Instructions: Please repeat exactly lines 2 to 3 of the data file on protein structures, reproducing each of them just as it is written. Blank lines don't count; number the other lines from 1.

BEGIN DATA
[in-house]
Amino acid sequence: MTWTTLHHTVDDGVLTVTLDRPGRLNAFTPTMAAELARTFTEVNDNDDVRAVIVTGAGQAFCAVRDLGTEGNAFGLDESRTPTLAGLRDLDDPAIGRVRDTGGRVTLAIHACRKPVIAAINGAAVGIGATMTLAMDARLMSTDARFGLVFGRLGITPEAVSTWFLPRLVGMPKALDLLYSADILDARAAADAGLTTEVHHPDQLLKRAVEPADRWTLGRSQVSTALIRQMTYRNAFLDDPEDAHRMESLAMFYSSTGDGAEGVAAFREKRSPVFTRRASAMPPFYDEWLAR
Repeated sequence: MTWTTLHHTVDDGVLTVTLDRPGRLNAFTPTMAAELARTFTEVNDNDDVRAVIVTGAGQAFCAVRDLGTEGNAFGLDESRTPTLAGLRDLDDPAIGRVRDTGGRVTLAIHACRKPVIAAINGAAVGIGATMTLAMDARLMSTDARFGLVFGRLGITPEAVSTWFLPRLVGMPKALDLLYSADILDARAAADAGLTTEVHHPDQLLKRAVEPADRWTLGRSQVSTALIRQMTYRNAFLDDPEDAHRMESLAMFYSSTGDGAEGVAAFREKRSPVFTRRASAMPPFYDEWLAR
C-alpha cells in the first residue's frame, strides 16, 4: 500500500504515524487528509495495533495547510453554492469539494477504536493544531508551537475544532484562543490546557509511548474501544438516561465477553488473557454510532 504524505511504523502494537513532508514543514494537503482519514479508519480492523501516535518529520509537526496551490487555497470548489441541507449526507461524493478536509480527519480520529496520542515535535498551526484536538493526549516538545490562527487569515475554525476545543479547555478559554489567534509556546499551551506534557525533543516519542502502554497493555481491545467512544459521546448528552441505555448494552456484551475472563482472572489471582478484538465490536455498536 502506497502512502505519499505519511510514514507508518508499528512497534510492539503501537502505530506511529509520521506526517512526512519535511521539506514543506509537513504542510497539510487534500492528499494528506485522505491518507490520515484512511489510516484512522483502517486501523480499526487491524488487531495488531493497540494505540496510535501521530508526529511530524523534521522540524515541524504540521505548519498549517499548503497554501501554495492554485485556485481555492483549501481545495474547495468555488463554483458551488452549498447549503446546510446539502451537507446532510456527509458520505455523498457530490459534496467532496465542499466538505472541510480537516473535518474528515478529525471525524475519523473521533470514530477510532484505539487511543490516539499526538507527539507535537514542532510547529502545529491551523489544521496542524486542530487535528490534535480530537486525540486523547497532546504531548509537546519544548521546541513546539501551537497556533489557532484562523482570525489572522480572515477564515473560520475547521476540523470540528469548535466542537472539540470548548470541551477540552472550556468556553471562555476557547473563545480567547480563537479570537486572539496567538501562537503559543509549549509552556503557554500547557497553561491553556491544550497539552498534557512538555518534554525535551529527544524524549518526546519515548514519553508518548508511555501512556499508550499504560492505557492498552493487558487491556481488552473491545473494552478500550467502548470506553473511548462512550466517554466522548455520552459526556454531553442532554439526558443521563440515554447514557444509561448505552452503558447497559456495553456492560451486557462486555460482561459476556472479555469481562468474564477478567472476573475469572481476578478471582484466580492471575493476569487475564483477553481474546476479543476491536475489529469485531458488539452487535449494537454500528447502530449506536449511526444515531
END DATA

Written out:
Amino acid sequence: MTWTTLHHTVDDGVLTVTLDRPGRLNAFTPTMAAELARTFTEVNDNDDVRAVIVTGAGQAFCAVRDLGTEGNAFGLDESRTPTLAGLRDLDDPAIGRVRDTGGRVTLAIHACRKPVIAAINGAAVGIGATMTLAMDARLMSTDARFGLVFGRLGITPEAVSTWFLPRLVGMPKALDLLYSADILDARAAADAGLTTEVHHPDQLLKRAVEPADRWTLGRSQVSTALIRQMTYRNAFLDDPEDAHRMESLAMFYSSTGDGAEGVAAFREKRSPVFTRRASAMPPFYDEWLAR
Repeated sequence: MTWTTLHHTVDDGVLTVTLDRPGRLNAFTPTMAAELARTFTEVNDNDDVRAVIVTGAGQAFCAVRDLGTEGNAFGLDESRTPTLAGLRDLDDPAIGRVRDTGGRVTLAIHACRKPVIAAINGAAVGIGATMTLAMDARLMSTDARFGLVFGRLGITPEAVSTWFLPRLVGMPKALDLLYSADILDARAAADAGLTTEVHHPDQLLKRAVEPADRWTLGRSQVSTALIRQMTYRNAFLDDPEDAHRMESLAMFYSSTGDGAEGVAAFREKRSPVFTRRASAMPPFYDEWLAR